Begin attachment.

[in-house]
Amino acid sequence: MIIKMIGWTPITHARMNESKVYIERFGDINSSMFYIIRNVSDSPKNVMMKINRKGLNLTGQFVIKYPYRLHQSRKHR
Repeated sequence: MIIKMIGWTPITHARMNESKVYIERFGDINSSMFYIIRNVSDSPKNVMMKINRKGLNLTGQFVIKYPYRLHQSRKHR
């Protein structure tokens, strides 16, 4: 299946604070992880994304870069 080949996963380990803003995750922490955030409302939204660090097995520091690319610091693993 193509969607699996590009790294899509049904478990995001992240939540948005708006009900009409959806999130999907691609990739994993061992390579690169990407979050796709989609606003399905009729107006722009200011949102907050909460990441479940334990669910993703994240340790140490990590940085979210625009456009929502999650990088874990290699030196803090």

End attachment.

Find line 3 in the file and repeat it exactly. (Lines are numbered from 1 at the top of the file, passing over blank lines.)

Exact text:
Repeated sequence: MIIKMIGWTPITHARMNESKVYIERFGDINSSMFYIIRNVSDSPKNVMMKINRKGLNLTGQFVIKYPYRLHQSRKHR